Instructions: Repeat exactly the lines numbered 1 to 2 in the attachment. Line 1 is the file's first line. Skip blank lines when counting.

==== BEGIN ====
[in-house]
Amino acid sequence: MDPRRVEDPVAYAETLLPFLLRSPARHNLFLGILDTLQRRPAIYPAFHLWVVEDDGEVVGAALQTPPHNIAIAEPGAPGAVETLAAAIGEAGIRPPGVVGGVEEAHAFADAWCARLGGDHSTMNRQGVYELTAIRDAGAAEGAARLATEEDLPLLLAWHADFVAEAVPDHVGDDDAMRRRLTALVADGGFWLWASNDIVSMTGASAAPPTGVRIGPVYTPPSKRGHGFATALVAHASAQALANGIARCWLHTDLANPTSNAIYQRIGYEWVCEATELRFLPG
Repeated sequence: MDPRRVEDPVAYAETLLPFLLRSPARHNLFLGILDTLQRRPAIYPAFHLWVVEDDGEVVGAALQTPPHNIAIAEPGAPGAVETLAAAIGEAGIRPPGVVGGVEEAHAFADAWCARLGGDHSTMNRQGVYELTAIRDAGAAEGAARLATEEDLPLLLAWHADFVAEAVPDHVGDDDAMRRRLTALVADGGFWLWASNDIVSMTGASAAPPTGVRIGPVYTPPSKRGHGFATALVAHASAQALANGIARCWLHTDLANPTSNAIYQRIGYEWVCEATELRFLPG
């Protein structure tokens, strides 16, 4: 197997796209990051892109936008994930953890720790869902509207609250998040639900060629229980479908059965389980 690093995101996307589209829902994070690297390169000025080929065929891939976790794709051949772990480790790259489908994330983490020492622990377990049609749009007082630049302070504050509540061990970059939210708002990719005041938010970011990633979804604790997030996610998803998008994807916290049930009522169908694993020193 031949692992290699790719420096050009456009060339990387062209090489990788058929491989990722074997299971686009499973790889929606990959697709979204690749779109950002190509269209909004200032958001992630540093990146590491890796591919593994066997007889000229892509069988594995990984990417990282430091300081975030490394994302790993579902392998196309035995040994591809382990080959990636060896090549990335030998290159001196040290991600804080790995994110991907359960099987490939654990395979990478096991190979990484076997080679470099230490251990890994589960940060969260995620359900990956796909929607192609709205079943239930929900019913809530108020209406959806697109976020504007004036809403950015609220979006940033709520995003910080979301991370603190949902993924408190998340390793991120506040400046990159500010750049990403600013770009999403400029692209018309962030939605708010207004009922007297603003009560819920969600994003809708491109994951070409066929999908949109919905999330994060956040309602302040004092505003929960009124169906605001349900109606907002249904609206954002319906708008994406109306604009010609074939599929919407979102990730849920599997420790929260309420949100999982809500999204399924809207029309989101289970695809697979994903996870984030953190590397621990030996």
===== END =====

[in-house]
Amino acid sequence: MDPRRVEDPVAYAETLLPFLLRSPARHNLFLGILDTLQRRPAIYPAFHLWVVEDDGEVVGAALQTPPHNIAIAEPGAPGAVETLAAAIGEAGIRPPGVVGGVEEAHAFADAWCARLGGDHSTMNRQGVYELTAIRDAGAAEGAARLATEEDLPLLLAWHADFVAEAVPDHVGDDDAMRRRLTALVADGGFWLWASNDIVSMTGASAAPPTGVRIGPVYTPPSKRGHGFATALVAHASAQALANGIARCWLHTDLANPTSNAIYQRIGYEWVCEATELRFLPG